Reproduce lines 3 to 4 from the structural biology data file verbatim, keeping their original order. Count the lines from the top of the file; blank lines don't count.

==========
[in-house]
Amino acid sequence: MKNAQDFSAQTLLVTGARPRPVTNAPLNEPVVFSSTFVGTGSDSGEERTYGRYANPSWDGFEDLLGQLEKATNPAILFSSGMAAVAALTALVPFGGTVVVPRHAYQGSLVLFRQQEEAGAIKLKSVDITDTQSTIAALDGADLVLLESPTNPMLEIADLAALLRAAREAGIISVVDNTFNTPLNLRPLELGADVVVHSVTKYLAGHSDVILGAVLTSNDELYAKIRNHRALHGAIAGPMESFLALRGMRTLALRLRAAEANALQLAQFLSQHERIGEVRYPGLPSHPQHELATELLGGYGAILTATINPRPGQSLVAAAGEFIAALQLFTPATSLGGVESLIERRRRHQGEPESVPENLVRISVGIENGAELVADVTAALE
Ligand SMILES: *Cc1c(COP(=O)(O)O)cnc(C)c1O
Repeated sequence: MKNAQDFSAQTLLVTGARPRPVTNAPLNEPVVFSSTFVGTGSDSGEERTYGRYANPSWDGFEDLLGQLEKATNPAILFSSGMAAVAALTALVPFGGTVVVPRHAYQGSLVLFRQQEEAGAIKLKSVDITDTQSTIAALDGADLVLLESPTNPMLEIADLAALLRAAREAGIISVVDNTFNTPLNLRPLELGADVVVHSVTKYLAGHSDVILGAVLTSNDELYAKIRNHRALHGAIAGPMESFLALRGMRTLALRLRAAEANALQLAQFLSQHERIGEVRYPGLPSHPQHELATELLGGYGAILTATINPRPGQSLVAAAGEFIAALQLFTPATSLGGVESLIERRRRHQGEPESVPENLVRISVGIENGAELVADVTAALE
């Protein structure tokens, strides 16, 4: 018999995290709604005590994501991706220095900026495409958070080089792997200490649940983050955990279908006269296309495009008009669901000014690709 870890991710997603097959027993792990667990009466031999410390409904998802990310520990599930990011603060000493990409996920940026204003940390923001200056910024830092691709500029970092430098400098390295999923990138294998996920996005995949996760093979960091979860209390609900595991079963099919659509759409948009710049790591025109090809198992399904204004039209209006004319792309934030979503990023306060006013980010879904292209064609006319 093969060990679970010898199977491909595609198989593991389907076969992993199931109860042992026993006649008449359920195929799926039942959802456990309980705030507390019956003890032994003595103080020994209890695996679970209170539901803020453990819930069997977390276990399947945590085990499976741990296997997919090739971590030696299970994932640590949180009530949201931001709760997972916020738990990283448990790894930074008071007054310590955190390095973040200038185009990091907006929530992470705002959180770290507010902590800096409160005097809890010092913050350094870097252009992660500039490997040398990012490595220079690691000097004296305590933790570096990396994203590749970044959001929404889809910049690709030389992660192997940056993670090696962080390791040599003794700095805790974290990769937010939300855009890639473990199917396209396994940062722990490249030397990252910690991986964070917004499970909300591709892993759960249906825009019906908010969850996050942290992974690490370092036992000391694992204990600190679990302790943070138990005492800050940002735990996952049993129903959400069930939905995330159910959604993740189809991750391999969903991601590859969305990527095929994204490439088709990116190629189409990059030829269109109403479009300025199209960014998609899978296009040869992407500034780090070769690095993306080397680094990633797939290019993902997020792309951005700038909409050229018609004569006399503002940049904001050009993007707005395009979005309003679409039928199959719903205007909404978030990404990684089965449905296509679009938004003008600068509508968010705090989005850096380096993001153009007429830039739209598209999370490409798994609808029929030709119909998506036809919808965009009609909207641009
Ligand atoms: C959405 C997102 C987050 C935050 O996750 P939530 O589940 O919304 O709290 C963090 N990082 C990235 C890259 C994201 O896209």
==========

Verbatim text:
Ligand SMILES: *Cc1c(COP(=O)(O)O)cnc(C)c1O
Repeated sequence: MKNAQDFSAQTLLVTGARPRPVTNAPLNEPVVFSSTFVGTGSDSGEERTYGRYANPSWDGFEDLLGQLEKATNPAILFSSGMAAVAALTALVPFGGTVVVPRHAYQGSLVLFRQQEEAGAIKLKSVDITDTQSTIAALDGADLVLLESPTNPMLEIADLAALLRAAREAGIISVVDNTFNTPLNLRPLELGADVVVHSVTKYLAGHSDVILGAVLTSNDELYAKIRNHRALHGAIAGPMESFLALRGMRTLALRLRAAEANALQLAQFLSQHERIGEVRYPGLPSHPQHELATELLGGYGAILTATINPRPGQSLVAAAGEFIAALQLFTPATSLGGVESLIERRRRHQGEPESVPENLVRISVGIENGAELVADVTAALE